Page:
But I really think the greatest fear about the Holy Spirit is rooted in a misrepresentation of who He is and what He does in our lives. This grieves me, so let me see if I can help you erase the fear and get on with the filling.
Recently a girl described to me her lack of confidence concerning the Holy Spirit. “I just don’t feel like I hear His voice and sense His presence,” she said.
“Why?” I asked.
“Toni.” As she spoke the name of another girl in her church group, her tone revealed a sense of inferiority. “She hears Him all the time and so strongly. There seem to be so many bells and whistles in her faith!”
“Ah,” I said. “I think I can help.”
Toni (not her real name) frequently hears God’s voice and always tells everyone. She gets butterflies during worship and sometimes has to lie down because, as she says, “His presence is so heavy in the room.” She sees visions that she’s “supposed” to share with people. God tells her who to date, and even tells her who others in her class should date. Though I believe a lot of what Toni experiences is authentic, she lacks maturity in how she communicates her spiritual encounters.
Experiencing “bells and whistles” is not necessarily the proof of the presence of God. First Corinthians 13:2 reads, “If I have the gift of prophecy, and know all mysteries and all knowledge; and if I have all faith, so as to remove mountains, but do not have love, I am nothing” (NASB). Nothing. The bells and whistles are nothing without love. The greatest proof of His presence is agape, which is seen in self-denying acts of love, not boastful displays of power.
The presence of God’s Spirit in your life will not necessarily match the experience of someone else. I just love how The Message describes how the Holy Spirit manifests in each of us in Galatians 5:25–26:
Since this is the kind of life we have chosen, the life of the Spirit, let us make sure that we do not just hold it as an idea in our heads or a sentiment in our hearts, but work out its implications in every detail of our lives. That means we will not compare ourselves with each other as if one of us were better and another worse. We have far more interesting things to do with our lives. Each of us is an original.
The Spirit is a creative romantic and will arouse you in ways that are to be known only by you. He may touch you with a unique spiritual gift or give you wisdom that could come only from Him. Without a doubt, spending time in the presence of the Holy Spirit will change you in unexpected ways. But I guarantee this manifestation: you will always get agape when you get the Spirit.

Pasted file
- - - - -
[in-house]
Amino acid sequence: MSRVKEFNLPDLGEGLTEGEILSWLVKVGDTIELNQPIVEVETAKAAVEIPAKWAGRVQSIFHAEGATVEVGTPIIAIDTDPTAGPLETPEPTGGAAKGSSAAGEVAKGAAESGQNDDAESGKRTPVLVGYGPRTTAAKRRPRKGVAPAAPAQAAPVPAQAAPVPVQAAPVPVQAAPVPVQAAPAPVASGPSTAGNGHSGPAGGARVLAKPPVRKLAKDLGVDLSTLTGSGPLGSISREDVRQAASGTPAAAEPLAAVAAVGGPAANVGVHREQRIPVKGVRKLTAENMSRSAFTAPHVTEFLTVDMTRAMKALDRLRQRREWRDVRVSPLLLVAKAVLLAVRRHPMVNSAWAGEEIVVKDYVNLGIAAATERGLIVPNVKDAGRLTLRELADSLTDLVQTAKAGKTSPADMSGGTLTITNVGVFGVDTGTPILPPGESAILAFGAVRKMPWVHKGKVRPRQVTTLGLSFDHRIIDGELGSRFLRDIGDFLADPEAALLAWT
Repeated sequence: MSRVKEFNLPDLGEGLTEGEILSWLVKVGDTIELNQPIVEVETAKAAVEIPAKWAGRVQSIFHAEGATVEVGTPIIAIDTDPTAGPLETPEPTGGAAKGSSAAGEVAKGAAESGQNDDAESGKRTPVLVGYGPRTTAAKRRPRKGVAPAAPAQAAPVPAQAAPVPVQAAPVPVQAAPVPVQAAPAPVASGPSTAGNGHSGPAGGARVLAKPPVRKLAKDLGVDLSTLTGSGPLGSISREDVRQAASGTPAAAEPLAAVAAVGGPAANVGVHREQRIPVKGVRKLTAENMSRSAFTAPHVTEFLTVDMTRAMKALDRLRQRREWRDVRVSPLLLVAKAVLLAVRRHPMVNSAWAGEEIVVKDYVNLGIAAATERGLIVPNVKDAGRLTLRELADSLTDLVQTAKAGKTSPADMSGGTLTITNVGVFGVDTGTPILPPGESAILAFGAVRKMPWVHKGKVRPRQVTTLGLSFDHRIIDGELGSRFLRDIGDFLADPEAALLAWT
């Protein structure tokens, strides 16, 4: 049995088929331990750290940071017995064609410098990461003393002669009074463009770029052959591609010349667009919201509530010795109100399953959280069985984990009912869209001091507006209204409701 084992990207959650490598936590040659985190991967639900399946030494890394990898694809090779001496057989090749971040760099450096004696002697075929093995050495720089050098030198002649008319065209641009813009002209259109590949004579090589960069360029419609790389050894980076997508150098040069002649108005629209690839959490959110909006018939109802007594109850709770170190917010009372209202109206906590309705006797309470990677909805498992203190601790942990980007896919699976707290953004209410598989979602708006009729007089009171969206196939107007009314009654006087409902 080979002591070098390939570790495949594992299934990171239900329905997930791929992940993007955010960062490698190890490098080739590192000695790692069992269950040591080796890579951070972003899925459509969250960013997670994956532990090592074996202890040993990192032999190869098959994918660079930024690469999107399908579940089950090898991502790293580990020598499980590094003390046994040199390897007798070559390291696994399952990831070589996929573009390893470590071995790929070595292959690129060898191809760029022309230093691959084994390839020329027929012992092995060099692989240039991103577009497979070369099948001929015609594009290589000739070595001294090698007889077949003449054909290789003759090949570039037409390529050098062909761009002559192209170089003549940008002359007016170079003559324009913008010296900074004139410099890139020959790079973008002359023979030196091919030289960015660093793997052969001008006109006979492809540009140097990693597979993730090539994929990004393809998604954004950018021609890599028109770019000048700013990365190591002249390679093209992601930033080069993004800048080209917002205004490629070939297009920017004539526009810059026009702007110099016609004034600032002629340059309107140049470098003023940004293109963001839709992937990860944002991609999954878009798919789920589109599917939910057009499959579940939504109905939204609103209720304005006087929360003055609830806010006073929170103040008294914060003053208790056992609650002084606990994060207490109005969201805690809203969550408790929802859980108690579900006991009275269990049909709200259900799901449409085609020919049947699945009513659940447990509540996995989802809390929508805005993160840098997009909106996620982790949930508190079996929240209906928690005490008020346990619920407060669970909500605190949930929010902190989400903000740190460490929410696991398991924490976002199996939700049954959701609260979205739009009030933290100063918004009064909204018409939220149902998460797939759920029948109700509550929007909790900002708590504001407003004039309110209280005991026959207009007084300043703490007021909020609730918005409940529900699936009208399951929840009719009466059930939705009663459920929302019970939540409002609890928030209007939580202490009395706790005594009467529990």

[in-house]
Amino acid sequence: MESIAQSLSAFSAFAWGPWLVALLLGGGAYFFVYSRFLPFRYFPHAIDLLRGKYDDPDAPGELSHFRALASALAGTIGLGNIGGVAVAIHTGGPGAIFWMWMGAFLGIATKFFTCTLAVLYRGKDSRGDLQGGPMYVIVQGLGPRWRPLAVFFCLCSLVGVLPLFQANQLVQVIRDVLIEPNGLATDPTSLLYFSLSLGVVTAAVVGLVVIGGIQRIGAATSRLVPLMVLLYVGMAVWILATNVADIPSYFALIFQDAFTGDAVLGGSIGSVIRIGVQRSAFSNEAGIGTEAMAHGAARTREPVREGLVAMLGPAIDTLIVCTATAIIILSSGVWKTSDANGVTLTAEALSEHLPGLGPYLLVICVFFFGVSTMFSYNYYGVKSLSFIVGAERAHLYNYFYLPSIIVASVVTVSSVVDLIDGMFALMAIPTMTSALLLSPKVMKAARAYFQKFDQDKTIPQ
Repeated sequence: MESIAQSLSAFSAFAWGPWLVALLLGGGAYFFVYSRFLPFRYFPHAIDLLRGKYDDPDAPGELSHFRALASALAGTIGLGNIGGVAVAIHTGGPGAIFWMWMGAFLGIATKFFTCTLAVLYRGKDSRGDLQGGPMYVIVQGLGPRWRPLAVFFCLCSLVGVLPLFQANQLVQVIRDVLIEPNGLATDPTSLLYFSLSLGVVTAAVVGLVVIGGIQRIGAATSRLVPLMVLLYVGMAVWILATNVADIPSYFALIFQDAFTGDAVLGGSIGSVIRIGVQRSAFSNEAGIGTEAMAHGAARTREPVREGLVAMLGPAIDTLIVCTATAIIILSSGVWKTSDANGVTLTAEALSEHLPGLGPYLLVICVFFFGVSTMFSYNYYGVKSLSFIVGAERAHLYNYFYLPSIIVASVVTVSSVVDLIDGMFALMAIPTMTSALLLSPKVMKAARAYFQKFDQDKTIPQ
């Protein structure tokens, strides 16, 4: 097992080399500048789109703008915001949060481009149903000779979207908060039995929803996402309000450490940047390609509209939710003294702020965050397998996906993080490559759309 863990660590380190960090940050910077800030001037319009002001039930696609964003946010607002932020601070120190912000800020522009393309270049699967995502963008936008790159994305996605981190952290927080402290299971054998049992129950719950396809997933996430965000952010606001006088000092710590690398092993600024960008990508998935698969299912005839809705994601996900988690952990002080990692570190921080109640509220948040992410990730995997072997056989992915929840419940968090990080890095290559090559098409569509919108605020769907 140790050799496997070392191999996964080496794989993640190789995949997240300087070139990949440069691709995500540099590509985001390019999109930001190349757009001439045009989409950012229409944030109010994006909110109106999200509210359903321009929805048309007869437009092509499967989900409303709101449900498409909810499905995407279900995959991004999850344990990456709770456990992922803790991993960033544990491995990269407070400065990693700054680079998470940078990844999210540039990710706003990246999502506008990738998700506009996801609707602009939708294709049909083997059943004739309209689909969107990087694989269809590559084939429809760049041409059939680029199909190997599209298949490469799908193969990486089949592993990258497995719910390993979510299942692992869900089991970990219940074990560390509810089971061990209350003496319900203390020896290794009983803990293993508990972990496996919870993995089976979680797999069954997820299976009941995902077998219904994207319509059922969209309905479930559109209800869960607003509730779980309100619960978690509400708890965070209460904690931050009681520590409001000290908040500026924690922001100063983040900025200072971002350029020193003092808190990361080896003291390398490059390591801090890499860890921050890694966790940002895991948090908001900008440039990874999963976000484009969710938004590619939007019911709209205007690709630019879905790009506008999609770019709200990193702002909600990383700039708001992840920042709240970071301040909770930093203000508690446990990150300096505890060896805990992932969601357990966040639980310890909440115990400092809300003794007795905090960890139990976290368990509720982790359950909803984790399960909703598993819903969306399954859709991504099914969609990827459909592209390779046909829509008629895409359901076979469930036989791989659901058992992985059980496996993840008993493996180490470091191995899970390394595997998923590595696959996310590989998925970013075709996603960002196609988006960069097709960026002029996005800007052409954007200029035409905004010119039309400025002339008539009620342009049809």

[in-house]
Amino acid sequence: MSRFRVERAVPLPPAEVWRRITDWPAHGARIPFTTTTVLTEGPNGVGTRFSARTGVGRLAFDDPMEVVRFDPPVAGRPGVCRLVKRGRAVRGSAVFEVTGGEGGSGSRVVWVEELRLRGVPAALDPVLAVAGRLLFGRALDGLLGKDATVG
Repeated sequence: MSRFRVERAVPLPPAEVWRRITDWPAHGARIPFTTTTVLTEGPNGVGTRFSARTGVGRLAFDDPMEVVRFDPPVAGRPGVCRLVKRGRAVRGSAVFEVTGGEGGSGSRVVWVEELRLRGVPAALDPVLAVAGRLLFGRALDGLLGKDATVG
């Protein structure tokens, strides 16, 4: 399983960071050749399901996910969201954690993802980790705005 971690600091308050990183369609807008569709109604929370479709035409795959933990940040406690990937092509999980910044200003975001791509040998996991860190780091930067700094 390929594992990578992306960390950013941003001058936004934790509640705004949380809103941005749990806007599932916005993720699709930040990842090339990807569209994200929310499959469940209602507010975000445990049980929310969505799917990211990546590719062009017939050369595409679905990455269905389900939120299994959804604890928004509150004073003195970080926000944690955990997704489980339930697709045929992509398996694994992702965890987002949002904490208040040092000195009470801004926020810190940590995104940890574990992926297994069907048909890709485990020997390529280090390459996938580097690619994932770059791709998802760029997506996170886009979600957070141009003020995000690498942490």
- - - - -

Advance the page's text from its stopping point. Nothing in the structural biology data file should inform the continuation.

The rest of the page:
Write Your Story
Leave a comment below expressing your desire to surrender to agape. Ask God to fill you with the Holy Spirit. Confess any fears you have. You may experience Him in obvious ways. You may not. Either way, starting today, make yourself available for His filling every chance you get. That’s all I ask—that you be willing.
Who shall separate us from the love of Christ? shall tribulation, or distress, or persecution, or famine, or nakedness, or peril, or sword?  As it is written, For thy sake we are killed all the day long; we are accounted as sheep for the slaughter.  Nay, in all these things we are more than conquerors through him that loved us.  For I am persuaded, that neither death, nor life, nor angels, nor principalities, nor powers, nor things present, nor things to come,  Nor height, nor depth, nor any other creature, shall be able to separate us from the love of God, which is in Christ Jesus our Lord.

Romans 8:35‭-‬39 KJV

And hope maketh not ashamed; because the love of God is shed abroad in our hearts by the Holy Ghost which is given unto us.

Romans 5:5 KJV

Draw me, we will run after thee: the king hath brought me into his chambers: we will be glad and rejoice in thee, we will remember thy love more than wine: the upright love thee.

Song of Solomon 1:4 KJV

http://bible.com/1/sng.1.4.KJV